Colors and their usages vary by system and installation – there is no standard, and furnaces/thermostats don’t enforce the usage of one color over another. As far as a thermostat or furnace is concerned, all the copper wires in the bundle are exactly the same. It’s up to the human installer to hook terminals up to colors in a way that is generally agreed upon to be the standard. What you find in your system might vary from the charts shown below.
Common Thermostat Connection Points and Colors
|Wire color||Terminal label||Purpose|
|Red||R||Power, 24V ac transformer|
|Red||Rc||Power from cooling, 24V ac|
|Red||Rh||Power from heat, 24V ac transformer|
|Black/Blue||C||Deliver continuous 24V ac power from furnace to thermostat|
|White||W||Primary heat relay|
|Brown||E||Emergency heat relay|
|Yellow||Y||Primary air conditioner control|
|Yellow||Y2||Secondary air conditioner control|
|Orange/Blue||O/B||Orange or blue - reverse valve control|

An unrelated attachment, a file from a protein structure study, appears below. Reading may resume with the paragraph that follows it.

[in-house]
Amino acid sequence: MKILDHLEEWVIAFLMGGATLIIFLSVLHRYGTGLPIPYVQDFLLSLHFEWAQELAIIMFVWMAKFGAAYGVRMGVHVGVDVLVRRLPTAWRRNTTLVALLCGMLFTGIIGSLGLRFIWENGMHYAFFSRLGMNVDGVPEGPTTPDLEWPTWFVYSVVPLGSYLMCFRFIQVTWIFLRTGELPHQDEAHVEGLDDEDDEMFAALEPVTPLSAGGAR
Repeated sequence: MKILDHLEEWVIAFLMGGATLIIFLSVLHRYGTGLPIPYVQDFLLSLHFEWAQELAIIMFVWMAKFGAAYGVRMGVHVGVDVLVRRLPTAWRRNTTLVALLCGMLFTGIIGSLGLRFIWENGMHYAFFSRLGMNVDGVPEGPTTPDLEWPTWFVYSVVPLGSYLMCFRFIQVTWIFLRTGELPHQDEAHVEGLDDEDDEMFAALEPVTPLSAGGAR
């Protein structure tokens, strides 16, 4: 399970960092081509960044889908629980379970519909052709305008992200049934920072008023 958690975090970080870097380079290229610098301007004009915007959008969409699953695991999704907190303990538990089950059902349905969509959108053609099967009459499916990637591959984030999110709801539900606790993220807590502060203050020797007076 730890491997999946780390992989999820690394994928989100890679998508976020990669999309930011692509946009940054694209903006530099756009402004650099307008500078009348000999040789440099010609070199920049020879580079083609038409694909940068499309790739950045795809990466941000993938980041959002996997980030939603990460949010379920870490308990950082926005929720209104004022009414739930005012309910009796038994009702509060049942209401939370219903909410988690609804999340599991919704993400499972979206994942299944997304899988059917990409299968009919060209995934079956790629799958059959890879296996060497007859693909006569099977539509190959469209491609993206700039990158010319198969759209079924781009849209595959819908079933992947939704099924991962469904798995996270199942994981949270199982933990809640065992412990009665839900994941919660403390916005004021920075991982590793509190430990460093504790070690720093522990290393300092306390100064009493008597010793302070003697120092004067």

|Varies||A||Heat and cool active to any relay|
|Varies||L||Emergency heat active lamp|
|Varies||X||System malfunction lamp|
|Varies||P||Defrost control lamp|
About thermostat wire
Thermostat wire is a bundle of 18 or 20 gauge copper conductors. Each individual conductor is sheathed in a protective, flexible coating of a different color. The exact number of colored wires varies, as does the gauge of the wires. 18 gauge wires are slightly thicker than 20 gauge wires.
When shopping for thermostat wire, it’s common to see a number like “18/5” on the packaging. The first number refers to the gauge, the second number to the quantity of individual copper conductors inside the bundle.
At your thermostat, thermostat wires emerge from the wall and are stripped at the ends to reveal the copper inside. The copper ends are hooked to terminals on the thermostat’s base.
Over in your furnace and other accessories, the other ends of these wires are hooked to similarly labeled terminals.